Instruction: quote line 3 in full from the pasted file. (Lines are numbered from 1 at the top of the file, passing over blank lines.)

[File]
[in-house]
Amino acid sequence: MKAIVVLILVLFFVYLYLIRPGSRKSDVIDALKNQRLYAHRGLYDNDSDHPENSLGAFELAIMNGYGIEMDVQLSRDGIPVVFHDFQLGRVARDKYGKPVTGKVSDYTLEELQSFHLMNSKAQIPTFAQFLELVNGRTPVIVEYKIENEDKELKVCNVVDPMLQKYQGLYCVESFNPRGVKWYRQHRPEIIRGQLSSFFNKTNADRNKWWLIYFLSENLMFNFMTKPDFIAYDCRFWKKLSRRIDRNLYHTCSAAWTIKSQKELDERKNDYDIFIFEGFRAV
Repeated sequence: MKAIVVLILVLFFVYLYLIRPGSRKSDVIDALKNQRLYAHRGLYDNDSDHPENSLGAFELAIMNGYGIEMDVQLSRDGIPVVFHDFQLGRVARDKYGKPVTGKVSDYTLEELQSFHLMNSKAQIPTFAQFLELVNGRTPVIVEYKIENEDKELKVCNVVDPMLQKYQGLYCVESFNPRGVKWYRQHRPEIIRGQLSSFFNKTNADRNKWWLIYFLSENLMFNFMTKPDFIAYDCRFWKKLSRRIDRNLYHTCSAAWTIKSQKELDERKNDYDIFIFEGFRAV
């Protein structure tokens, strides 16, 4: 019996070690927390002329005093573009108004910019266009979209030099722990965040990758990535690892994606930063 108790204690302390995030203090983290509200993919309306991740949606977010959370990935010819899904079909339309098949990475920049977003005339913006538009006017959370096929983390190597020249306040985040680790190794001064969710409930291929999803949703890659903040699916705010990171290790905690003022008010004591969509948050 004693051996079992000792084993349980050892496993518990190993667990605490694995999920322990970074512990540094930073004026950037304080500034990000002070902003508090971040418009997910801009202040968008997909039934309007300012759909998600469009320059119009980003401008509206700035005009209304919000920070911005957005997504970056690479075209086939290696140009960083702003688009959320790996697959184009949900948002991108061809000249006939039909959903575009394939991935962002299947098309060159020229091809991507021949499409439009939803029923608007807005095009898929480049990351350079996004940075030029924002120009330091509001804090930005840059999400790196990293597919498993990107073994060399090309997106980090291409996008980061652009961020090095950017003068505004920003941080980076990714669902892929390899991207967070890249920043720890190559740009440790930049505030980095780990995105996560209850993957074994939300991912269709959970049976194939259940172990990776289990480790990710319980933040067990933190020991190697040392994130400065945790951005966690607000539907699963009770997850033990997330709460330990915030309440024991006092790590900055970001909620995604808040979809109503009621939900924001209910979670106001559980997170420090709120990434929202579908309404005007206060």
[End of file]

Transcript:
Repeated sequence: MKAIVVLILVLFFVYLYLIRPGSRKSDVIDALKNQRLYAHRGLYDNDSDHPENSLGAFELAIMNGYGIEMDVQLSRDGIPVVFHDFQLGRVARDKYGKPVTGKVSDYTLEELQSFHLMNSKAQIPTFAQFLELVNGRTPVIVEYKIENEDKELKVCNVVDPMLQKYQGLYCVESFNPRGVKWYRQHRPEIIRGQLSSFFNKTNADRNKWWLIYFLSENLMFNFMTKPDFIAYDCRFWKKLSRRIDRNLYHTCSAAWTIKSQKELDERKNDYDIFIFEGFRAV